Helping out is the artwork, a combo of Klaus Janson and Andy Kubert that while it doesn't capture Miller's work from the first one comes close. It has a nice stylized look to it that brings in such varied locales as an urban city, an ice fortress and a jungle while not losing the characters or the action. As anyone who has read this know I'm not an art critic but I know what I like and I like the work here.
The major question is can Miller and company deliver. If you come to this first issue expecting greatness you will probably leave disappointed but if you just take it for what it is then this is a good and addictive opening and hopefully a fitting close to this saga. Until next time faithful readers...
Sunday, December 6, 2015
Sorry for the lateness of this review but better late than never as we find "What Lies Beneath."
Now on foot after their flyer gave out, John Carter and Dejah Thoris are going through the desert when they find an oasis. But as Carter says if it looks too good to be true and before they know it they're about to become lunch for a a large tentacled beast that resembles a cross between something out of Lovecraft and the Sarlaac Pit. Fortunately our heroes escape. Unfortunately they find something worse-sleeping Plant Men, ready to hatch and feed.
A pretty simple issue, "What Lies Beneath" is nothing more than monster action, utilizing one of the creepiest creatures from the novels in take off on such films like Alien and The Descent. Honestly that's a good thing as we get a change up from Carter and Dejah having to rescue people from the latest _____ in the blank threat and are instead fighting for themselves. The interaction between the two is handled well (even if Ron Marz and Ian Edginton do resort to the horrid banter from the movie at one point) but all in all a vast improvement over the last issue.
Helping is Ariel Medel's artwork, especially in capturing the desolate look of the desert, the rather creepy Plant Men and our heroes. There is some oddities-like the aforementioned Sarlaac-Cthulu monster-but all in all it complements the story and helps carry it through.
If you're looking for a solid "people in a cave getting attacked by monsters" this tale is right up your alley. Fans of John and Dejah will also enjoy the tension so pick it up if you haven't. Next time more comic reviews and surprises. Until then be safe.
Tuesday, December 1, 2015
I'll just cut to the chase: Dynamite has released the covers and a brief plot description for issue 1 of their new Dejah Thoris series http://www.dynamite.com/htmlfiles/viewProduct.html?PRO=C72513024475801011. The story here finds Dejah assuming the throne when her father goes missing and discovers shocking secrets. The series launches in February so head over to the link above for those other covers and stay tuned.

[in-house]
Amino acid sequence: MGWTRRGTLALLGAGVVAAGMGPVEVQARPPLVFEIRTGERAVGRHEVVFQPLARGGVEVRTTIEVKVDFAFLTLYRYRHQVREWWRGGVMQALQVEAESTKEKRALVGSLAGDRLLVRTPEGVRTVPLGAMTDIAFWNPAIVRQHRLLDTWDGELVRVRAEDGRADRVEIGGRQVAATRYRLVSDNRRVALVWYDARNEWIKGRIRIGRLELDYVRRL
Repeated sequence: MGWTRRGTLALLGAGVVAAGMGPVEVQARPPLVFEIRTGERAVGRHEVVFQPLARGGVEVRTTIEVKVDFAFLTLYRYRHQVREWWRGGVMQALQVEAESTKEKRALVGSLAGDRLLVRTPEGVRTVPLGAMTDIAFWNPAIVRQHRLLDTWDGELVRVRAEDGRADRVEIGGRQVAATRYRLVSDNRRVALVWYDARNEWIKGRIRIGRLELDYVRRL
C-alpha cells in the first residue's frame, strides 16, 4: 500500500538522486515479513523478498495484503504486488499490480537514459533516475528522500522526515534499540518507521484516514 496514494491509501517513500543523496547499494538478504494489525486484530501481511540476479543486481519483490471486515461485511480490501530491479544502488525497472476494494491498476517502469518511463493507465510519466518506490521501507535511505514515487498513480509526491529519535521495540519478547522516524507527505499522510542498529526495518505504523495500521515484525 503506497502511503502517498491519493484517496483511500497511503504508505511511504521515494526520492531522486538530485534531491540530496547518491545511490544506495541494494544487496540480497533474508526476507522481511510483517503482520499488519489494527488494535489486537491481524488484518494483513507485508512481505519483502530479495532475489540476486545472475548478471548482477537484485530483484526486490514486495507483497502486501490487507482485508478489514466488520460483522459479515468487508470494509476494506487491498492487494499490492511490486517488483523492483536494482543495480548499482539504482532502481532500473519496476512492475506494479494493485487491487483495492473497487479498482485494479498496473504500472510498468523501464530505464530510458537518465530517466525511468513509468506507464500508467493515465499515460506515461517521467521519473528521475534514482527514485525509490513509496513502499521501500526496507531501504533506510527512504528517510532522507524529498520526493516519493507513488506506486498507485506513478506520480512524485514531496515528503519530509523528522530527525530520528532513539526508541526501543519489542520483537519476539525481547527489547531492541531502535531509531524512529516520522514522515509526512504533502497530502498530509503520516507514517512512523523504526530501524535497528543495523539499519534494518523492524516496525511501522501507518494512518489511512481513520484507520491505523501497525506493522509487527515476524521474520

Sunday, November 29, 2015
While I don't have much faith in Batman V. Superman being any good, Warner Bros. is moving forward with production on Wonder Woman with Gal Gadot as Diana and Chris Pine as Steve Trevor and the first photos have emerged via the Daily Mail http://www.dailymail.co.uk/tvshowbiz/article-3338482/PICTURE-EXCLUSIVE-Gal-Gadot-Chris-Pine-spotted-filming-Wonder-Woman-alongside-150-extras-Essex.html. What's interesting is that the photos confirm that the film will be a period piece set during World War I instead of II (probably to avoid comparisons with Captain America: The First Avenger) so we'll see. Given that I loved WW as a kid I hope at least this one will work so head over and check out the photos and stay tuned.
Tuesday, November 17, 2015
With only a month to go here's the final issue leading up to The Force Awakens.
Three months have passed since the Battle of Endor and what was supposed to be a new beginning for the galaxy has become bogged down in continuing hostilities with the remnants of the Empire. Longing for home and her family, Lt. Shara Bey takes one final mission-escort Luke Skywalker to the Imperial Base on Vetine to recover an artifact the Emperor took long ago. The question is will either of them survive?
Let's cut to the chase-this is an excellent issue and wrap-up to this series. Focusing on the internal struggle that Shara faces of either going home or staying with the Rebel Alliance. Greg Rucka raises the feelings most people have faced of either staying or leaving, letting go as Obi-Wan once advised Luke. He also sets up some potential future plot twists, makes some clever references to other new "canon" tales (especially his own Han Solo novel Smuggler's Run) and delivers a rousing finale. It also presents us with an insight into Luke that we haven't seen yet, one that could play out in a month.
Helping out is Marco Checchetto's masterful artwork that brings to life the characters and action. Looking at the art you are in the universe of Star Wars, and it's enthralling to look at. In fact you could take away the words and still follow the story.